Most people know the quote from Cyril Northcote Parkinson that became known as Parkinson’s Law,
“Work expands so as to fill the time available for its completion”. This was his reflection on bureaucracy in the civil service in the late 50’s and usually seen as a pretty negative comment. However Horstman* looks at things differently to Parkinson and suggests “Work contracts to fit the time we give it” which in my opinion has a much more positive feel. I realised that I structure my time management that way.
6 Tops Tips that Work for Me:
Tip 1 - Create structure and a framework
Look at the big picture first. I plan my week and day, and usually the next month or two – it never works out that way but I have a plan and know what I didn’t achieve as well as what I did. Some of this is weekly/daily routine, things I know happen regularly – I put them in the diary first then slot the rest in around them. By looking at the big picture first I can see if there are any clashes and there is plenty of time to adapt.
Tip 2 - Make time to think and plan
I spend 5 minutes most mornings reviewing my ‘list’. I have to have an action list, everything stems from it and I kept it up to date after meetings, phone calls and emails. I don’t resort to technology other than my Outlook calendar, but then I am not working in a team. A simple piece of paper with different columns for different areas of my life is very effective, quick and easy.
I split out work and home, most important they are both included. Mondays, or sometimes Sunday evening, I spend a bit longer ‘timetabling’ the week, so I know in advance what I can do and what I can’t. I’m not that keen on surprises but when they happen, which they will, I can handle them. I give myself deadlines and really try to stick to them. If a job only needs 30 minutes I make sure it gets done in that time, I can then fit other tasks into the rest of the day. That doesn’t mean it is a ‘rushed job’ – if it needs more time I reschedule.
Tip 3 - Keep it simple
Work through a task logically from beginning to end – one step at a time, don’t start in the middle because it’s the interesting bit. If the task turns out to be more complicated than first thought, I break it down into chunks and make sure I at least make a start.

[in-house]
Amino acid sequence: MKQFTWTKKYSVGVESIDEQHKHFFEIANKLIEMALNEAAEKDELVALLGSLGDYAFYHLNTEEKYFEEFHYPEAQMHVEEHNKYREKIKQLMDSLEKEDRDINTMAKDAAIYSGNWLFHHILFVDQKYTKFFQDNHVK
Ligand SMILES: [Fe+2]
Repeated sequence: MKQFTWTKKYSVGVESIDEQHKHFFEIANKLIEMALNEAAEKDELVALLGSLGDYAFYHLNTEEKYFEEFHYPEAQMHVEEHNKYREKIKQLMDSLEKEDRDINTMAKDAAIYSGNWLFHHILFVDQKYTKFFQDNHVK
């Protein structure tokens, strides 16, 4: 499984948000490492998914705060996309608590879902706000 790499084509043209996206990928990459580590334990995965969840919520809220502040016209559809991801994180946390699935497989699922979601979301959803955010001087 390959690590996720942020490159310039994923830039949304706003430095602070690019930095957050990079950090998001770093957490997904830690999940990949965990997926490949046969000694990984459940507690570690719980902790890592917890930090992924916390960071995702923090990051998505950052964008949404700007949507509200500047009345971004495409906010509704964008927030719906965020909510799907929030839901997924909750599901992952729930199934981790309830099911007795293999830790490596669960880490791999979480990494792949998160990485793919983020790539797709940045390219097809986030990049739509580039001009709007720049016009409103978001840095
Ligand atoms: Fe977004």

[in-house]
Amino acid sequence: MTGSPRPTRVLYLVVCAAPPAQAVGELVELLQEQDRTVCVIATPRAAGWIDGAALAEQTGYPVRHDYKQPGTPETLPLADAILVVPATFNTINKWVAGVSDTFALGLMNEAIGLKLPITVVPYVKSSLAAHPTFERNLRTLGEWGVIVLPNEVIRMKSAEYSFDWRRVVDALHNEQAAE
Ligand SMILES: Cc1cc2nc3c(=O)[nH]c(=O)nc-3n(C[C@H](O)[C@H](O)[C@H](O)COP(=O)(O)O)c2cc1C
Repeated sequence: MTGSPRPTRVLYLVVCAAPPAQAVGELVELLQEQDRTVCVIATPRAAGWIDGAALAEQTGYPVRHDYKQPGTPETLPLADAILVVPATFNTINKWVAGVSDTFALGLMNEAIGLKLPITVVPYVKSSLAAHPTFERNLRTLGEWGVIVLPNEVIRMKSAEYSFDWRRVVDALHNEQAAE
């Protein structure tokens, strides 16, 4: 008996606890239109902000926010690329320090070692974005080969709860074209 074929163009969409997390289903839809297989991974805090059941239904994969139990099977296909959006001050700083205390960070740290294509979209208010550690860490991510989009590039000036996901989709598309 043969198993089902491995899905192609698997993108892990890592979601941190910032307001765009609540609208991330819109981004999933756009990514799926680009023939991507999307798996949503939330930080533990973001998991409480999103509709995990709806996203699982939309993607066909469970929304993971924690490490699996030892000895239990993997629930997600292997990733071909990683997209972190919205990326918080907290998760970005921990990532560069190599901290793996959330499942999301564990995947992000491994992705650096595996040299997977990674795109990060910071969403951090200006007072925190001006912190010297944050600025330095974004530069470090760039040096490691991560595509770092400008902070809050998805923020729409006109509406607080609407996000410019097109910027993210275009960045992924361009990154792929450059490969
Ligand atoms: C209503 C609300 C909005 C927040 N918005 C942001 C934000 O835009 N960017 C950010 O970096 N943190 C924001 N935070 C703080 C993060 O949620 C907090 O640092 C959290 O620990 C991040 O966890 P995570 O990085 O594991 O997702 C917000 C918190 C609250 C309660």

Tip 4 - Prioritise.
Workload and priorities will continually change – that’s what makes it interesting! I regularly review priorities and try to adapt to whatever is most important that day, but only if it really is a priority and not just more exciting or new. I then know what I need to reschedule and make sure nothing falls through any cracks – well that’s the ideal.
Tip 5 - Organisation,
Although my office is full of ‘piles’ they are ‘organised-filed-piles’ and I can pretty well lay my hands on what I need straight away. My work space is cleared so that I can focus on the task in hand, and not get distracted by ‘the rest’.
Tip 6 - Just do it,
Quick emails/phone calls don’t go on my list – they just need doing so I plan time into the day then they are not forgotten – things I sometimes put off for days can be zapped really quickly, it gets them out of the way and give me a good feeling of having achieved something.
I cannot say hand on heart I manage this all the time, but I do try. The most important thing is to find the way that works best for you. Everyone is different and everyone works in a different way. Look at how you work best and how it fits into your lifestyle. Experiment and just give it a go.
I also want to make reference to Alan Hester’s excellent recent blog about “Time Management for Business Leaders: Busyness versus Business” www.green-umbrella.biz/author/alan-hester/ so true!
*Mark Horstman is co-founder of Manager Tools www.manager-tools.com
If you would like some help contracting your workload to fill the time available, and getting some grant aid to help you do that why not arrange an exploratory conversation over coffee.
Contact me at firstname.lastname@example.org . Find out more about me on www.heart-of-business.co.uk/rosemary-brown-mentor-profile.html